Film Review: “Halloween Ends” (2022)

Does evil go out with a bang or a whimper?

Chris Salazar

--

For nearly 45 years, John Carpenter’s classic “Halloween” franchise has taken the world of horror by storm. From the film’s iconic theme song to the infamously terrifying Michael Meyers, to beloved final girl Laurie Strode played by the legendary Jamie Lee Curtis, A lot of the slasher genre owes a great big debt to the original 1978 film. When “Halloween” was first conceived, it was done so in 17 days on a meager budget of $325,000 ($1.5 million in today’s world) with no expectations of a franchise, let alone multiple timelines. However, once the film made around $50-$60 million at the box office, the possibilities were endless. We were graced with endless sequels, off-shoots (“Season of the Witch”), and even a remake. The story of a masked man haunting the town of Haddonfield still, after 4 decades, remains ripe for commercial opportunity.

As is the case with most horror franchises, I’ve had my ups & downs with the Halloween franchise. While the original from 1978 will no doubt remain a horror classic, I’ve always found 1998’s “Halloween H20: 20 Years Later” to be one of my all-time favorites. To me, it had the best version of Laurie Strode, a solid supporting cast (Josh Hartnett, LL Cool J, & Academy Award Nominee Michelle Williams), and an epic showdown between Laurie and Micheal. I also really enjoyed the 2018 “requel” as well. Just like with H20, “Halloween (2018)” (or as I sometimes call it, “H40”) also shows a more bad-ass Laurie Strode getting ready to take on the shape once and for all and even had one hell of a third act. Sure, it’s not without its issues: dumb podcasters, The evil doctor twist, and some out-of-place humor, but It still remained a true return to form for the franchise after the gratuitous Rob Zombie remake from 2007 and its bizarre and pretentious 2009 sequel. As for last year’s follow-up, “Halloween Kills”, not so much. While the film is certainly true in its advertising, It was an absolute step down from its predecessor. The film may have featured plenty of carnage and an exploration of mob mentality but, the movie not only sidelined Laurie but, suffered from being the middle chapter of a trilogy. In other words, all blood and no payoff.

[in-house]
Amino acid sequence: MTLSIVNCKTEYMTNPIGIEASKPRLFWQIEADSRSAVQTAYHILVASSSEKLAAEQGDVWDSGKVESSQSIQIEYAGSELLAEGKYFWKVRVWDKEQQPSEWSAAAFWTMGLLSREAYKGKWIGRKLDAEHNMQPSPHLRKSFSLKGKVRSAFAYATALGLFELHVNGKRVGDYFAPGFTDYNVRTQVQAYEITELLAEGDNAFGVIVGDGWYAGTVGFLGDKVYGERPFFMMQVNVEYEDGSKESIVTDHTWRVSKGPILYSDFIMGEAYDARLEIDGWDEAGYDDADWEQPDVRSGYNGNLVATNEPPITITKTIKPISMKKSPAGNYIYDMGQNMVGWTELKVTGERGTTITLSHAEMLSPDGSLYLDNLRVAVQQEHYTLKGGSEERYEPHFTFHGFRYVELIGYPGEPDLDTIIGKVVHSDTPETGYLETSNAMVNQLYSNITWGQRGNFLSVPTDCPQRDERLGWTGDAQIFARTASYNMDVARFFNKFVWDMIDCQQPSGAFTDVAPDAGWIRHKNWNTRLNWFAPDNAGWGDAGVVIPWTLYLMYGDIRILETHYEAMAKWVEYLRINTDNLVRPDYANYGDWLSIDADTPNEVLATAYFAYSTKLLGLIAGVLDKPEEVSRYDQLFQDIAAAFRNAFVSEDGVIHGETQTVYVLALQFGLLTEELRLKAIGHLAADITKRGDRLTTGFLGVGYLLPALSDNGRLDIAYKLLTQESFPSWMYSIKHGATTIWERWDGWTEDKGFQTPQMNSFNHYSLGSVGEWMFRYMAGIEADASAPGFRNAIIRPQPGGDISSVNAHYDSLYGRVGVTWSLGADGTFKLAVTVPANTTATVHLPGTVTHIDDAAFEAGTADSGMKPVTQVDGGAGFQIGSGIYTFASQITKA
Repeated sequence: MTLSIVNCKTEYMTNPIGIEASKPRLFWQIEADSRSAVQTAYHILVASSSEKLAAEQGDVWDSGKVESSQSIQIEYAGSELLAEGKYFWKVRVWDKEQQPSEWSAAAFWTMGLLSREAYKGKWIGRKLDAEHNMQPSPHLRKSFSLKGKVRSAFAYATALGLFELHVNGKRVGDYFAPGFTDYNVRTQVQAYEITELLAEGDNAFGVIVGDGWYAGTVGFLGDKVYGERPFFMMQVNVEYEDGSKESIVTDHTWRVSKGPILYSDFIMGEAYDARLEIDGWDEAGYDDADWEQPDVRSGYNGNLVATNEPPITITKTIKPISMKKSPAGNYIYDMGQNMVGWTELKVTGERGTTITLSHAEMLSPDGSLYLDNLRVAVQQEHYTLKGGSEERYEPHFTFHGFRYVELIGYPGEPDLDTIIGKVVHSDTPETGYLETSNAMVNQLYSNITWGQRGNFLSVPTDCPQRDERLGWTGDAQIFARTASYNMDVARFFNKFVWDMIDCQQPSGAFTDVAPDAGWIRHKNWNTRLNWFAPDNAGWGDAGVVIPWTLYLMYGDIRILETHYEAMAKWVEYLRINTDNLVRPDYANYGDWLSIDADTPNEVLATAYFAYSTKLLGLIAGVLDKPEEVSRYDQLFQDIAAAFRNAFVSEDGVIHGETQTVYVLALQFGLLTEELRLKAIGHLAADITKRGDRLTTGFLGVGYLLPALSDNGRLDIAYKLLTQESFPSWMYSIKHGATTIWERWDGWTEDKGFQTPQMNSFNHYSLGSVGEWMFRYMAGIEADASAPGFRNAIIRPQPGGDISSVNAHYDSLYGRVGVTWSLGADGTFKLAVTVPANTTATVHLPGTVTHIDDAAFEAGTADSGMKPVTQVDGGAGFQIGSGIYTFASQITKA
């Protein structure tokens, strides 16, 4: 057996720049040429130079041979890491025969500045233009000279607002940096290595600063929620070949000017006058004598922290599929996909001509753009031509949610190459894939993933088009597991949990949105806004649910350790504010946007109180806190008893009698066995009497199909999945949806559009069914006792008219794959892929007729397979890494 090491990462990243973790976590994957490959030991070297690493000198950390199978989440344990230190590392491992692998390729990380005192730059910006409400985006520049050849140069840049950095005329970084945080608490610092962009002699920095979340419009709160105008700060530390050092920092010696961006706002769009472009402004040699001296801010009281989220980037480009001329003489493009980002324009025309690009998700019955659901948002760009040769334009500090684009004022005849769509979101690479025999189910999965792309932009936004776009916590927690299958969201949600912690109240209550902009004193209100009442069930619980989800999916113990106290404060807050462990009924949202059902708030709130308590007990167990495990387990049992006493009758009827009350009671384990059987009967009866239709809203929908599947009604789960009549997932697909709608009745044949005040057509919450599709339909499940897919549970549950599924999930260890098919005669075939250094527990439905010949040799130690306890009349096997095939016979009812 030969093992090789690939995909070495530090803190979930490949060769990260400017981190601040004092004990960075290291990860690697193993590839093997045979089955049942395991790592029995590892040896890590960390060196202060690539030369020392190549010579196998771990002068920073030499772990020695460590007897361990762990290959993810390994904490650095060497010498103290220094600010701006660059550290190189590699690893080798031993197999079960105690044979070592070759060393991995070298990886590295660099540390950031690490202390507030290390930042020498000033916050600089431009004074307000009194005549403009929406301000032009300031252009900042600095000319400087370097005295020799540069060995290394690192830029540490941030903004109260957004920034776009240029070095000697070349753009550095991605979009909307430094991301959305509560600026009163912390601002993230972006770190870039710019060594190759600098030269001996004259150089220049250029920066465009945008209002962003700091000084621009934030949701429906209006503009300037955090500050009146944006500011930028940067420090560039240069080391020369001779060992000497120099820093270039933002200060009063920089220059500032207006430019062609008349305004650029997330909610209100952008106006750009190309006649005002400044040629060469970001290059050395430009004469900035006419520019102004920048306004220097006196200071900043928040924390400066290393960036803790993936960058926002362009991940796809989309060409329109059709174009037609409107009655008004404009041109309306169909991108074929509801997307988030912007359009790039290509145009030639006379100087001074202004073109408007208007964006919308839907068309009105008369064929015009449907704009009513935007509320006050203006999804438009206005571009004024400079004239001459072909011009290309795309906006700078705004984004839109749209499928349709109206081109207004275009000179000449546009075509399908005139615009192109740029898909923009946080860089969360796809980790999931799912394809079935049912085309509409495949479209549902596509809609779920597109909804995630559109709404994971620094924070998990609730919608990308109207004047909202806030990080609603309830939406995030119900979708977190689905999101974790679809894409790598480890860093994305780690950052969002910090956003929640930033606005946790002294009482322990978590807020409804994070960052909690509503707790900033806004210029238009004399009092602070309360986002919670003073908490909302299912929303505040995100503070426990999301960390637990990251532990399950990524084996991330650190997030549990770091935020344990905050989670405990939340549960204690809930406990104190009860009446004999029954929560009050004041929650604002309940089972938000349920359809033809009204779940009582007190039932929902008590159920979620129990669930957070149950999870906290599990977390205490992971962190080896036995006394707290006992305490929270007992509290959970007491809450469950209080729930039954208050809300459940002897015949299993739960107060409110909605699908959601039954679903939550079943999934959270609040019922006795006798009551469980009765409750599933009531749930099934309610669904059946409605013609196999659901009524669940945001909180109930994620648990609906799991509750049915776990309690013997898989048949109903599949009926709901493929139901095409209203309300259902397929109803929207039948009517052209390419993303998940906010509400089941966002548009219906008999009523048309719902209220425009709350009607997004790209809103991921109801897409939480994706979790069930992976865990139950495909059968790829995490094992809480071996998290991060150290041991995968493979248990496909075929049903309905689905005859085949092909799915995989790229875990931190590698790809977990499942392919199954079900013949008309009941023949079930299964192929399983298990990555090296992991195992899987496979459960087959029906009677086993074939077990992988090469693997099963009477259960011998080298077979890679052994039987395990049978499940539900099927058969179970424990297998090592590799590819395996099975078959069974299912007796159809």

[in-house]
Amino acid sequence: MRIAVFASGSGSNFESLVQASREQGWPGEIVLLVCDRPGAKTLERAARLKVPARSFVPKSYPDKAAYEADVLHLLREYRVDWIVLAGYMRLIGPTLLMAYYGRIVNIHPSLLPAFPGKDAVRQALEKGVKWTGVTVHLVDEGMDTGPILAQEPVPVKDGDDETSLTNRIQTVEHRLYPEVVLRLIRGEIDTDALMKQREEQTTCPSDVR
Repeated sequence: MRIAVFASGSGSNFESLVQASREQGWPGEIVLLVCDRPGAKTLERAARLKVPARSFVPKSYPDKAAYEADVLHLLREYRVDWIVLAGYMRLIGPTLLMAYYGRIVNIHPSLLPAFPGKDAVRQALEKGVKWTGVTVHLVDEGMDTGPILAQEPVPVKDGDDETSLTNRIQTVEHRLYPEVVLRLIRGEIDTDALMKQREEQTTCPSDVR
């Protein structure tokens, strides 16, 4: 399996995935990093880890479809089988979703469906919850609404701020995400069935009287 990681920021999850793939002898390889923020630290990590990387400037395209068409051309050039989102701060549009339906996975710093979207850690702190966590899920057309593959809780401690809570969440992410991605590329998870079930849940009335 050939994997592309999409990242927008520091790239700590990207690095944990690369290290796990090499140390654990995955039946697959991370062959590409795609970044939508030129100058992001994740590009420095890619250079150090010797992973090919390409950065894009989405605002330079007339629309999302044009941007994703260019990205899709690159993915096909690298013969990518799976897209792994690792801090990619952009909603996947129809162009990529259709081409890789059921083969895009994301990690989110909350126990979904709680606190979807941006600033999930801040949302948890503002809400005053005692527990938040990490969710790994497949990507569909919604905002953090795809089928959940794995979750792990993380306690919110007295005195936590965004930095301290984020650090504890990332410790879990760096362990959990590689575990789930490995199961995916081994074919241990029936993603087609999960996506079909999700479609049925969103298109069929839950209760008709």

--

--

Chris Salazar

28 | Fiction Writer | usually writes about anything but, mostly about film